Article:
“I went to those Camden classes for six years. My memory is that Ian was always there. He might have been out on the road with a band, but he still made it back to North London to teach every Sunday. He welcomed everyone as long as they wanted to improvise and play, and come to class every week, and practice in between. I think I learned so much from it, that I try now to teach the same way.”
“Students in my workshops learned how to rehearse,’ Ian told me. ‘Always with a new piece I’d get the rhythm section to run it down first, and have all the horns listen, so that everyone knows all about the piece.’ He went on to say that he found the workshop experience with his students very helpful when it came to listening to his own new compositions for Nucleus.
I had a feeling that it wasn’t just Ian from whom Nikki had learned, among that older generation of British jazz players.
“That’s right,” she says. “I had lessons from Don Rendell at school! I met him quite separately and at the beginning I don't even think I knew about his connection to Ian. At 13 I wanted to learn the saxophone, so the school loaned me an instrument, and Don was the teacher. ‘Do you know what jazz is?’ he asked me. And then he gave me the names of players to check out. He played on my GCSE music final performance and later he played on one of my pieces. I suppose it’s all part of that ‘gargantuan appetite’ that Ian identified!”
This brought us back to talking about Infinitum, which Nikki has been leading for most of her professional life, following those early days at Interchange.
She reflects: “Being with them is one of those experiences where, when you're playing on stage, you just know what is going on. You don't have to say anything. We have a real understanding of each other and how the music flows. We follow each other’s lead as things can change in the moment. You can't get that kind of feeling overnight. I suppose you could say the band is more of a marriage than a date – but we truly are best friends, and that applies just as much with Martin France, who’s been on drums for some of our more recent gigs, as well as our regular drummer Mark Mondesir. It means that when I compose, I am often writing specifically for them, which is something that really came home to me when we did my new Café Oran project at the International Piano Trio Festival at Ronnie’s in 2019, with Shirley Smart and Demi Garcia Sabat, in a set paying tribute to Maurice El Medioni.
“That was a great experience, but I think with Infinitum, even with pieces written earlier, we have this innate ability to take in ideas from hip hop, or to land on a backbeat groove, or to move into different time signatures, just in the moment. I feel Michael and Mark are rather like fish in a stream, moving with the current, and so they’re there when I take off into a solo, just as I am there for them. It’s taken years of experience to reach that point. Of course, I do tailor my writing to who’s in a particular band, but with Infinitum Mark and Michael also know those points when I won't negotiate, and they know ‘It has to be like this!’ But they always rise to the challenge!”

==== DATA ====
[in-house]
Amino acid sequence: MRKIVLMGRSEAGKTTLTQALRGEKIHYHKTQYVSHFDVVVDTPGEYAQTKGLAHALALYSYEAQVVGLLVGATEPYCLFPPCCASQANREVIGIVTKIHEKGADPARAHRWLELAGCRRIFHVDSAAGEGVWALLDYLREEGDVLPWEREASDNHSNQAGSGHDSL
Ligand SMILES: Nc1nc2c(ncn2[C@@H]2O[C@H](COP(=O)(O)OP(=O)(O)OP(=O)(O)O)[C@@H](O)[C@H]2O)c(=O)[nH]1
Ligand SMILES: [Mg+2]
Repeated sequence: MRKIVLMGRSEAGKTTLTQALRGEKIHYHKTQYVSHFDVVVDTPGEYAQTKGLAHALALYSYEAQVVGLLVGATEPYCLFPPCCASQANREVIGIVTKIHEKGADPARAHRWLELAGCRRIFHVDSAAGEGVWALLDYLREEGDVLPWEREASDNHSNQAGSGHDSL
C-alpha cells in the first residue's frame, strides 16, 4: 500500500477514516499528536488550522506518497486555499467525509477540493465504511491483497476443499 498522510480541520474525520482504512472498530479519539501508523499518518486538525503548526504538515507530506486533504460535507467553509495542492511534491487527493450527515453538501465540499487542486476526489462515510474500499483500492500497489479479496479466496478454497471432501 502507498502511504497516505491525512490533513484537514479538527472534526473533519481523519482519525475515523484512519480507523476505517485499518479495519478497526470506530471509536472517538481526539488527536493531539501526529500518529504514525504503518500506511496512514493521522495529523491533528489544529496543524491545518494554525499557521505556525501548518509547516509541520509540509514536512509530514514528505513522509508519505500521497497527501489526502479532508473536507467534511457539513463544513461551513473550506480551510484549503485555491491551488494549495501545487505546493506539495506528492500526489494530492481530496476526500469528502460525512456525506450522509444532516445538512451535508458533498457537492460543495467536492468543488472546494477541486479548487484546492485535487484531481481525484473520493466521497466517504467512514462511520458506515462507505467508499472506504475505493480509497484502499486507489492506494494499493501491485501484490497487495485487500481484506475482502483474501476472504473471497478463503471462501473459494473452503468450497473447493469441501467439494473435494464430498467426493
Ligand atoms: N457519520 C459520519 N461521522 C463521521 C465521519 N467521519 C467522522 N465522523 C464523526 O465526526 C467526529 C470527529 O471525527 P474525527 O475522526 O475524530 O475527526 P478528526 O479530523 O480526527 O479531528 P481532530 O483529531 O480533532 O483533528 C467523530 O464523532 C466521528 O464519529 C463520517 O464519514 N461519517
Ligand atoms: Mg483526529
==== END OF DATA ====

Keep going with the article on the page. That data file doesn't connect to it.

After her first broadcast with the trio in 1995 (in this case with Keith LeBlanc on drums) Nikki was back on the airwaves with the band in 1997 at that year’s Bath Festival jazz weekend. There she premiered a really ambitious work for Infinitum Plus (the regular trio plus guests), with a festival commission called Speechmik X-ploration. It was a hugely ambitious multi-media piece, with back projections running along with the performance, and speech and poetry interwoven with the music. The poem at the core of the piece was about ‘justice and equality’ and ‘a musical notion’ that would unite ‘all in every nation’, and it was recorded for playback during the show in several languages including Urdu, Italian, and Polish as well as English.
One of her big influences at the time was another musician she had encountered at Ronnie’s, namely Hermeto Pascoal.
And she remembers: “I liked the way Hermeto would play things like a football commentary in some of his work, and that every musical phrase would come out of the rhythms and pitch of the spoken words. I was trying to do something similar”.
Soon we will get the chance to hear this piece again, as Nikki is reworking and revising it for NYJO and a special group of guest players including saxophonist Xhosa Cole, as well as a select number of string players.
But at the same time, Nikki is working on a separate new commission, a companion piece, for the 2022 season.
“It’s called Nucleus,” she says. “I’ve dedicated it to Ian and to all the educators who gave up their weekends to teach young musicians. You don't get big rewards for doing this, but there are still players who willingly give up their time, up and down the country, to help young musicians and get them started as Ian Carr did for us.
"Ian would have been 90 years old in 2023, and so it seems the right time to celebrate his contribution to fostering a whole generation of young musicians.”
Nikki Yeoh’s Café Oran will be supporting the Avishai Cohen Trio at the Barbican, London on 16 November as part of the EFG London Jazz Festival
This article originally appeared in the August issue of Jazzwise. Never miss an issue – subscribe today